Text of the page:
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enQ’s Zowie gaming peripheral brand isn’t exactly a household name but, unlike plenty of other peripherals manufacturers right now, one product it can offer is an up-to-date ambidextrous gaming mouse. In fact, the company offers a comprehensive range of them, including small, medium and large versions, each with a high or low-profile design. The ZA12 we’re reviewing here is the medium-sized, high-profile model.
The profile refers to the height of the bump that sits under your palm. In general, lowerprofile mice are preferred by fingertip and claw-grip users – the Razer Diamondback being the classic example – while a highprofile mouse is better suited to palm-grip users. Whichever grip style we used, though, the ZA12 felt good in our hands. The shape is as basic as it gets – and actually reminds us a lot of the original SteelSeries Sensei – but it has all the right angles and curves to make it easy to grip, while also feeling balanced.
However, this mouse definitely isn’t the lap of luxury. The design is utilitarian in its uniformity and there are no rubber pads on the sides for better grip. You also miss out on
any lighting, and the cable isn’t braided either. Considering the near-£60 price of this mouse, these omissions are surprising. You also miss out on any software. Instead, you can change the mouse’s settings, such as polling rate and lift-off distance, by unplugging the mouse, holding down a certain combination of buttons and then plugging it back into your PC again. Meanwhile there’s a resolution button on the underside, which cycles through four options of 400, 800, 1,600 or 3,200dpi.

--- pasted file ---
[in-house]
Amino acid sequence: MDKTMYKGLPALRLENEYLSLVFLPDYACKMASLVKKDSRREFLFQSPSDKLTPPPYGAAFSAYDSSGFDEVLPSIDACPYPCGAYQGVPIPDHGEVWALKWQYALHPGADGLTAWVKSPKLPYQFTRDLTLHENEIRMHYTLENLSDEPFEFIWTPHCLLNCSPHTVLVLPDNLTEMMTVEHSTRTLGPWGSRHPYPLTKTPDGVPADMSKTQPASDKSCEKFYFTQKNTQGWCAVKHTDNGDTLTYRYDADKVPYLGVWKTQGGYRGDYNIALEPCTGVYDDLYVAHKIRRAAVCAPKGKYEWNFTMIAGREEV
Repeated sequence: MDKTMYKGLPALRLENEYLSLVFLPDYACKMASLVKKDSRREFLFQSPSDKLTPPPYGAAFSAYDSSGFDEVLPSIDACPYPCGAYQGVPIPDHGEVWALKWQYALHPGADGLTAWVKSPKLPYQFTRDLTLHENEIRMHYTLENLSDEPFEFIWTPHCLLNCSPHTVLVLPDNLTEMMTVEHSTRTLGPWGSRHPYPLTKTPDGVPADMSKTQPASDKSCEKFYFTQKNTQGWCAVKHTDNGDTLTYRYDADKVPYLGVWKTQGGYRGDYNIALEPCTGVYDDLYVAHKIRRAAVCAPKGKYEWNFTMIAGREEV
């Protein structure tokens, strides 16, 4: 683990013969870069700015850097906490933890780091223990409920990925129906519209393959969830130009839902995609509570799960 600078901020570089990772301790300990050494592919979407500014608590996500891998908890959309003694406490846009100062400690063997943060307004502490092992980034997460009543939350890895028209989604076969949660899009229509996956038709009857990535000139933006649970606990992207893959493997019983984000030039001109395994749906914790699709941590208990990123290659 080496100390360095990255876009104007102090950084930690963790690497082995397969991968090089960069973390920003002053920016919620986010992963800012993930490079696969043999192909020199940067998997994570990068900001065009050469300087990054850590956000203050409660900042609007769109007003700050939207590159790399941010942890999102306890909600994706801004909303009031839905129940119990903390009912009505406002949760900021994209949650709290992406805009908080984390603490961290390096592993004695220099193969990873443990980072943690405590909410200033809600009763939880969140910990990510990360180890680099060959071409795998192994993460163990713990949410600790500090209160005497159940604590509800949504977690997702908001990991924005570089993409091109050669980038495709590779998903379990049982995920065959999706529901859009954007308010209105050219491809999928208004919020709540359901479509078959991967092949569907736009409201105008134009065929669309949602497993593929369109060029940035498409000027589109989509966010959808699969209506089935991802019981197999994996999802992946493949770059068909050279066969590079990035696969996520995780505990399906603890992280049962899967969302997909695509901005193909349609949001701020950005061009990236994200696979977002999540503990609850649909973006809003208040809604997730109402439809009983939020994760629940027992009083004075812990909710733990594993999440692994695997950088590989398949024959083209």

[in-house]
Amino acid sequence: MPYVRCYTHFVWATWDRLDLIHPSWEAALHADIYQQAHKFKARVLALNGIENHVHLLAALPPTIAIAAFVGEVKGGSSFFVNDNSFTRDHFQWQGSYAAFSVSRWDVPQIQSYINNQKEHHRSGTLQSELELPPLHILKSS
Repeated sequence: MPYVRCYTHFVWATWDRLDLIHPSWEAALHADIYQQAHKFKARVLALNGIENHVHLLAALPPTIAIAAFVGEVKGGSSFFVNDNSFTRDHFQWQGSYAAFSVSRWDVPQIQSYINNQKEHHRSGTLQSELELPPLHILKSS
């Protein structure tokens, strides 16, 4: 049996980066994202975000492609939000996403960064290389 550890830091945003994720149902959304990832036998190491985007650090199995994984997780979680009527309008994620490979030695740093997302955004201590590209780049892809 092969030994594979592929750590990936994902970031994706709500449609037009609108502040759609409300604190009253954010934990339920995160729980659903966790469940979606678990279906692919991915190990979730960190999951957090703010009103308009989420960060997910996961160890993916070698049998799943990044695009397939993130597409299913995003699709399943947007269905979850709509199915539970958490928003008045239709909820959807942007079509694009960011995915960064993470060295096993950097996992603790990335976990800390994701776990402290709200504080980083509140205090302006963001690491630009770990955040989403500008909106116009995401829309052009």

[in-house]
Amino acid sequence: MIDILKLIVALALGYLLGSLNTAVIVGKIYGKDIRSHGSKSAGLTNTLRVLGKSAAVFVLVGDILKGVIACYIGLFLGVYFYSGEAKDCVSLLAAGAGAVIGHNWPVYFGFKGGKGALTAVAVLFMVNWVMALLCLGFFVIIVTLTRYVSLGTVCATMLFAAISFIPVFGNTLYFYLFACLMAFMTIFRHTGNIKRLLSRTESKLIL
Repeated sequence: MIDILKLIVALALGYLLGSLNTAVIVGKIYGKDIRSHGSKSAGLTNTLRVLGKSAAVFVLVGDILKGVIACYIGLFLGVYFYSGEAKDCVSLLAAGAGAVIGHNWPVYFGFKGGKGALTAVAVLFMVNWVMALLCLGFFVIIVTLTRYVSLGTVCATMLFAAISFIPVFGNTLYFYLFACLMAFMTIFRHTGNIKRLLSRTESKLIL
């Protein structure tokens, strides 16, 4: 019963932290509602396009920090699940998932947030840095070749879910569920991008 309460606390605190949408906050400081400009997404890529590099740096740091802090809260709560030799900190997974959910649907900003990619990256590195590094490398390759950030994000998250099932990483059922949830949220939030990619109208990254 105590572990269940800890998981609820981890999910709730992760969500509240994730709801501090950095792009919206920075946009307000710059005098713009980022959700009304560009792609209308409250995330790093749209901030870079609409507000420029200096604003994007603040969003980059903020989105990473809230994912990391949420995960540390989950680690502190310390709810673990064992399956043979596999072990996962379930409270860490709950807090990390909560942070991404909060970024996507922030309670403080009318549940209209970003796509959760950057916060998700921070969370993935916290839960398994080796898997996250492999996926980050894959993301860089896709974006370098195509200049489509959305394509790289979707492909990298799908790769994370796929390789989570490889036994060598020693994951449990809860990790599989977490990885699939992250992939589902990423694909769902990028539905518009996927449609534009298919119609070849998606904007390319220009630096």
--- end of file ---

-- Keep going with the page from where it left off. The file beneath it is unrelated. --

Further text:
In some ways, this set-and-forget approach is quite appealing, as it makes for one less driver to install (and you don’t need to sign up to an online service either), but overall it makes for a constricted experience. You’re limited in terms of the resolution settings you can choose, you can’t fast-switch between them, and experimenting with the other settings becomes a slow and tedious process.
This stripped-down approach also applies when it comes to the button selection. You get the bare minimum of left, right, scroll-wheel and two sets of back/forward buttons, but that’s your lot.
The Zowie brand has always been about providing pure performance gaming tools, rather than adding gimmicks for the sake of it – and Zowie seems to have a dedicated set of fans that swear by the performance of its mice – but in our tests, its performance didn’t prove to be any better than the other mice on test this month.
It was certainly good, coping well with big/ fast and small/slow movements alike, but so were all the other mice on test. This mouse’s shape might be perfect for some people’s hands but, taken on average, it’s hard to see where the value lies in this mouse. At near enough £60 inc VAT, it’s competing with mice that boast far more features, and the Zowie offers no performance benefit that we were able to discern.
While value isn’t everyone’s top priority when it comes to a factor that’s as objective as the feel of a mouse, the lack of features compared with the cheaper competition means this mouse needs to drop in price before it can be given a clear recommendation. Conclusion The Zowie ZA12 offers solid, reliable gaming performance and a shape that’s sure to suit many gamers. However, its totally strippedback approach to features means it just doesn’t offer good value at its current price.